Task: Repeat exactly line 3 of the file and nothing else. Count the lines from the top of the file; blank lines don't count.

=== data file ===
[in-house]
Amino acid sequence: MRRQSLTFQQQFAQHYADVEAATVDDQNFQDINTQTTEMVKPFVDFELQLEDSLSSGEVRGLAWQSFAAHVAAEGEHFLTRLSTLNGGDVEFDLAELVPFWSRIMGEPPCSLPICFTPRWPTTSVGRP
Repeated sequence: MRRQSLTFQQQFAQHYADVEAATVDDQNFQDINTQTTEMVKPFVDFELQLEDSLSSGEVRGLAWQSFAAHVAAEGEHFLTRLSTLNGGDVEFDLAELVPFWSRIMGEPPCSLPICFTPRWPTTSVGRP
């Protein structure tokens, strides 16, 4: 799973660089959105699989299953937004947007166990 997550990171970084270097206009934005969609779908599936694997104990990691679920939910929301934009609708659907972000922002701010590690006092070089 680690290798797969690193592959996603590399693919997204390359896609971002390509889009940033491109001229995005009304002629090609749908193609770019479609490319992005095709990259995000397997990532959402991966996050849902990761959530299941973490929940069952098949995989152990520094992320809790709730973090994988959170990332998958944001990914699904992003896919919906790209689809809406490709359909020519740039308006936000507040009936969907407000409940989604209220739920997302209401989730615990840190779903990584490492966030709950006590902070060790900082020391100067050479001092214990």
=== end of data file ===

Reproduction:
Repeated sequence: MRRQSLTFQQQFAQHYADVEAATVDDQNFQDINTQTTEMVKPFVDFELQLEDSLSSGEVRGLAWQSFAAHVAAEGEHFLTRLSTLNGGDVEFDLAELVPFWSRIMGEPPCSLPICFTPRWPTTSVGRP